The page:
We at Watchdog Wire – Florida know that politicians change their behavior when they know the citizenry is watching.
That’s why Watchdog Wire and the Franklin Center are participating in Sunshine Week (March 10-16), a nationwide initiative focused on the importance of access to public information. We’ll be featuring articles and resources on FOIA (Freedom of Information Act), state open records law, and other transparency efforts all week.
Sunshine Review evaluates how transparent local and state governments are via a grading system. Florida’s cities, counties, school boards and the state all received a grade of “B”.
Recently, Enterprise Florida, the Florida Public Service Commission and Citizen’s Insurance have come under fire for their lack of transparency. Floridians frequently wake up and read about violations of Florida’s sunshine laws at the city, county, school board and state agency level.
The common thread to each of these violations is a lack of sunshine in the sunshine state.
For example, did you know that State lawmakers have no power to require the Governor or Cabinet members to meet in public when they are exercising their constitutional administrative duties or acting as a policy-making board related by the Legislature, such as the State Board of Education. For instance, the governor’s deliberations with Cabinet members about whether to grant a pardon or clemency are not covered by the Sunshine Law because they involve constitutional duties, not statutory duties.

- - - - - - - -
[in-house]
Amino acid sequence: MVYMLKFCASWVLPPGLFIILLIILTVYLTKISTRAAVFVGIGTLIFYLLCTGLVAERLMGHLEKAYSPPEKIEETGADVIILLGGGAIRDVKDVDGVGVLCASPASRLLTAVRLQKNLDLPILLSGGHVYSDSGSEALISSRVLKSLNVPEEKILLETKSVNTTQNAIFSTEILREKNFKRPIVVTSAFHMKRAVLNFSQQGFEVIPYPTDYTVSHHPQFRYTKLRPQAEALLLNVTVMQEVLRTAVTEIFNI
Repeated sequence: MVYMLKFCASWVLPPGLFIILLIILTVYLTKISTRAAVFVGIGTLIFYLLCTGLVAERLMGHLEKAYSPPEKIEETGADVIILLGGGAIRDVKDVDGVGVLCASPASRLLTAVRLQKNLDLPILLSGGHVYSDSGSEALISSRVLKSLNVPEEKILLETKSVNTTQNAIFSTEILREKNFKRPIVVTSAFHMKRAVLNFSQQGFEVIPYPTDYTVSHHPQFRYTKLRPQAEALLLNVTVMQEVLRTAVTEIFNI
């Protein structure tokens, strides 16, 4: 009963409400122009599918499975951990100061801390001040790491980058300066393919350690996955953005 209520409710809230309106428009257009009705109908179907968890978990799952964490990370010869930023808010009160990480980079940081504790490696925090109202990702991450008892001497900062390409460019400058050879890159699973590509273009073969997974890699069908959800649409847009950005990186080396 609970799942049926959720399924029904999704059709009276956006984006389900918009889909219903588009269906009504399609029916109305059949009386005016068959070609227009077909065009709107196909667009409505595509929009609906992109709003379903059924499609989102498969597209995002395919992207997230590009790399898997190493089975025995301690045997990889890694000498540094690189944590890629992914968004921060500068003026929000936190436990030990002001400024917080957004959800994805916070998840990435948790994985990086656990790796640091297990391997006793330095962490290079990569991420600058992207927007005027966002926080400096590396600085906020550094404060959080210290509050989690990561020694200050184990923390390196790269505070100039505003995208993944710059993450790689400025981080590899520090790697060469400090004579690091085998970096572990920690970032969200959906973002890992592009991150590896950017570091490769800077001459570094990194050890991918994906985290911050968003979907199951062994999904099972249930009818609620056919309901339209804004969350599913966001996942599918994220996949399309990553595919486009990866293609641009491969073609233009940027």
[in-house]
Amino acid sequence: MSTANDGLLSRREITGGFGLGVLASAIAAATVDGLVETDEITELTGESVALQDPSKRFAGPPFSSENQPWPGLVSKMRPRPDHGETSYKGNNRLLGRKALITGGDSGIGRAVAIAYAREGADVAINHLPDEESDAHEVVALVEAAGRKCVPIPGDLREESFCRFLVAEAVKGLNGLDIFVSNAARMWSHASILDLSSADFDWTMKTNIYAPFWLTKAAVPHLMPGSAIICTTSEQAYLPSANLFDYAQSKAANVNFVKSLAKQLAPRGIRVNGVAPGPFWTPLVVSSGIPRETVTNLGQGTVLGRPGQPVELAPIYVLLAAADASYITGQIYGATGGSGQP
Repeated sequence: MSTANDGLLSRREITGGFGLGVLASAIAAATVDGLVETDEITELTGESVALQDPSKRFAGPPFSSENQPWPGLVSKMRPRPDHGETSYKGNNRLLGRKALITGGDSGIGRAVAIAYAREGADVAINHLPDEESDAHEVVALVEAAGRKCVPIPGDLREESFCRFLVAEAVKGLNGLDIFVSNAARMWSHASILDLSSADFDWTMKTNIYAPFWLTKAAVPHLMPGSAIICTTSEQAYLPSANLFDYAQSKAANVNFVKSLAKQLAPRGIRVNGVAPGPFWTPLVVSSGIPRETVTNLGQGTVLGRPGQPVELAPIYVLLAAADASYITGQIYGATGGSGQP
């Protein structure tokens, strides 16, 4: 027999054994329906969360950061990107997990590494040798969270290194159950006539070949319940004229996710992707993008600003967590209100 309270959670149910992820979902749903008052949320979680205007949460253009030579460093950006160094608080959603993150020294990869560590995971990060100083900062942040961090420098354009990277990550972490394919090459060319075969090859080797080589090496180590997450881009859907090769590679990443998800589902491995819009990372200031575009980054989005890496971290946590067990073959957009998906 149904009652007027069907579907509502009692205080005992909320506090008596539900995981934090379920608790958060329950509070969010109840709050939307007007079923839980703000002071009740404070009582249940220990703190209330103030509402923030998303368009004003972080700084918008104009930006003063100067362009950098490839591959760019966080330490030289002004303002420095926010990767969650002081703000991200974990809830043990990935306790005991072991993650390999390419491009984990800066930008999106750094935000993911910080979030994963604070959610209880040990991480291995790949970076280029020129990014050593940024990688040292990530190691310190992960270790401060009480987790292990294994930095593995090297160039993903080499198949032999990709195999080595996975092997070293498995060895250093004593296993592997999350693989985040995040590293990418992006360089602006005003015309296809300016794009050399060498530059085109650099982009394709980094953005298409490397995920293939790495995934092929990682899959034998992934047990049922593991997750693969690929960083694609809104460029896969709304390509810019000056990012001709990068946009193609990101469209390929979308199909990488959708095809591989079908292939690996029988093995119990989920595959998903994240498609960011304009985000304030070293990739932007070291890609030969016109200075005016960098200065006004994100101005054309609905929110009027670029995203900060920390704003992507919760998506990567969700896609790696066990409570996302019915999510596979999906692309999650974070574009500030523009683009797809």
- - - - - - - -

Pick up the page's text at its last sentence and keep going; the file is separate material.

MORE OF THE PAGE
Sunshine Review notes, “The Florida Sunshine Law is a series of laws designed to guarantee that the public has access to the public records of governmental bodies in Florida. The law was first enacted in 1995. The original statutes state:
The Florida Open Meetings Law (Fla. Stat. sec 286) governs the extent to which public meetings are open to the public. The Florida Public Records Law (Fla. Stat. sec. 119) governs the inspection and copying of public records.
The University of Florida’s Brechner Center for Freedom of Information has a useful list of frequently asked questions:
1. When did Florida begin its tradition of openness?
2. What is the Sunshine Law?
3. What changed after the Constitutional Amendment in 1992 was approved?
4. How does the Sunshine Law work?
5. Who does the Sunshine Law apply to?
6. Which government bodies does the Sunshine Law cover?
7. What types of advisory committees have the Florida courts found to be subject to the Sunshine Law?
8. Which committees are exempt from the Sunshine Law?
9. Does the Sunshine Law Apply to the Governor and Cabinet?
10. What Legislative meetings are covered by the Sunshine Law?
11. What activities are covered by the Sunshine Law?
12. Are there exemptions to the Sunshine Law?
13. Are private organizations covered by the Sunshine Law?
14. Is a private organization that receives public funds subject to the requirements of the Sunshine Law?
15. Who is responsible for attorney’s fees when there is a lawsuit over the Sunshine Law?
To help you as a citizen prepare to hold your government accountable, we’ve compiled a list of action items that empower you to shine a light on government waste and abuse in your own communities:
1. Figure out FOIA here: Florida FOIA procedures
2. Embrace money-tracking tools
3. Check visitor logs and daily schedules
4. Investigate stimulus dollars in your area
5. Dig deeper into ObamaCare repercussions
6. Track state pensions
7. Report on a local transparency hero
Click here to read the full list of transparency tips and report back your findings on Watchdog Wire. We will list your story in our special Sunshine Report featuring all citizen research and writing. E-mail your ideas, tips and questions to me at Florida@WatchdogWire.com. If you want to write for Watchdog Wire – Florida, sign up here!
Here’s to an open and more accountable government.